Birth control implants are devices that go under a woman's skin. They release a hormone that prevents pregnancy.
Two similar implants available in the U.S. are Implanon and Nexplanon, which is gradually replacing Implanon.
Each implant is a plastic rod about the size of a matchstick. The rods contain a form of the hormone progesterone called etonogestrel.
If you miss more than 2 birth control pills, call your doctor for instructions. You may need to take one pill daily until Sunday and then start a new pack. Or you might need to throw out the rest of the pill pack and start over with a new pack that same day.
Any time you forget to take a pill, you must use another form of birth control until you finish the pill pack. When you forget to take a birth control pill, you increase the chance of releasing an egg from your ovary.
But if you forget to take any of the last 7 (or last 4 of a 4-pill placebo pack or last 2 of a 2-pill placebo pack) out of the 28 day pills, you will not raise your chance of pregnancy, because these pills contain only inactive ingredients.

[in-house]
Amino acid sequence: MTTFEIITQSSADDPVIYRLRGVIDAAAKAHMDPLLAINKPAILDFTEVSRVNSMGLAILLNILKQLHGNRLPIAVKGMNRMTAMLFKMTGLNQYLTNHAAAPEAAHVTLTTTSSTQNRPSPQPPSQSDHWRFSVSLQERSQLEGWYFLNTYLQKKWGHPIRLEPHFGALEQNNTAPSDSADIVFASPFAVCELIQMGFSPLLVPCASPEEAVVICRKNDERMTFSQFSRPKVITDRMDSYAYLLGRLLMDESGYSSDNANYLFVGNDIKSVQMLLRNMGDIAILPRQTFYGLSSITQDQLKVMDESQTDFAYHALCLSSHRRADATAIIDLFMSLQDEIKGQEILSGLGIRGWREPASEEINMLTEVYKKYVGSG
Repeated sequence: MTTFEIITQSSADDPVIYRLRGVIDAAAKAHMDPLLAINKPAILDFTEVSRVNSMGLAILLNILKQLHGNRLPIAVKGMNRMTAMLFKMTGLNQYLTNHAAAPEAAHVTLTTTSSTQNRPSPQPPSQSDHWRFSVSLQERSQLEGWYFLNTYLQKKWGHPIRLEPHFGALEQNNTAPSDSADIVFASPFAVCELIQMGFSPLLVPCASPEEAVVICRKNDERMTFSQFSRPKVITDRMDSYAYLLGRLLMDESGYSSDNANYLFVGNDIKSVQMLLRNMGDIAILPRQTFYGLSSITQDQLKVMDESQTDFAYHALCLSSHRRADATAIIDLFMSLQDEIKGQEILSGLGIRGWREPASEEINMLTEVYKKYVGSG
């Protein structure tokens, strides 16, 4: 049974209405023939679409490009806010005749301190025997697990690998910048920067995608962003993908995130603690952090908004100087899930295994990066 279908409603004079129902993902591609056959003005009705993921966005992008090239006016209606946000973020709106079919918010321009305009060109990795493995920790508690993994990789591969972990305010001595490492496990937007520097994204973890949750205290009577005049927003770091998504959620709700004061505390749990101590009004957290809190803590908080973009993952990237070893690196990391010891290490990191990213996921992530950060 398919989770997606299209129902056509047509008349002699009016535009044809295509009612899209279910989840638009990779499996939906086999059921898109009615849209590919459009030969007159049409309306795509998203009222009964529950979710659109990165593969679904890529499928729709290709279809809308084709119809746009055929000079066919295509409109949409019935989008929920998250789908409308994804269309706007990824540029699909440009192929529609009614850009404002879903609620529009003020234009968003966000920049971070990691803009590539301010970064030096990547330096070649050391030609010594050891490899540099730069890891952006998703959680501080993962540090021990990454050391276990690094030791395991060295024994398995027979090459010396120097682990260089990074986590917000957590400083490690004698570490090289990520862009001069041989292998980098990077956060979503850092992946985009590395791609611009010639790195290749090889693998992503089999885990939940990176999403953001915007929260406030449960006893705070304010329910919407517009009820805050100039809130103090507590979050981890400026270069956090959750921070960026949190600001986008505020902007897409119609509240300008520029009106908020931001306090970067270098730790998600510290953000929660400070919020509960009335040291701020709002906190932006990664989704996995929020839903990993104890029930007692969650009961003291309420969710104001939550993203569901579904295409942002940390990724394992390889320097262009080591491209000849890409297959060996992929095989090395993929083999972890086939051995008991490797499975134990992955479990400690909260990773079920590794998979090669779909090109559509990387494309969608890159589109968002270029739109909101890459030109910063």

Some pill packs don’t have any placebo pills, so it's best to take all of your pills on schedule so you can stay on track.
If you miss your period and have forgotten to take one or more pills, get a pregnancy test. Many women do not have a period on low-dose birth control pills even if they don’t miss any pills. This is normal, so don’t be concerned -- but do take the test to be sure.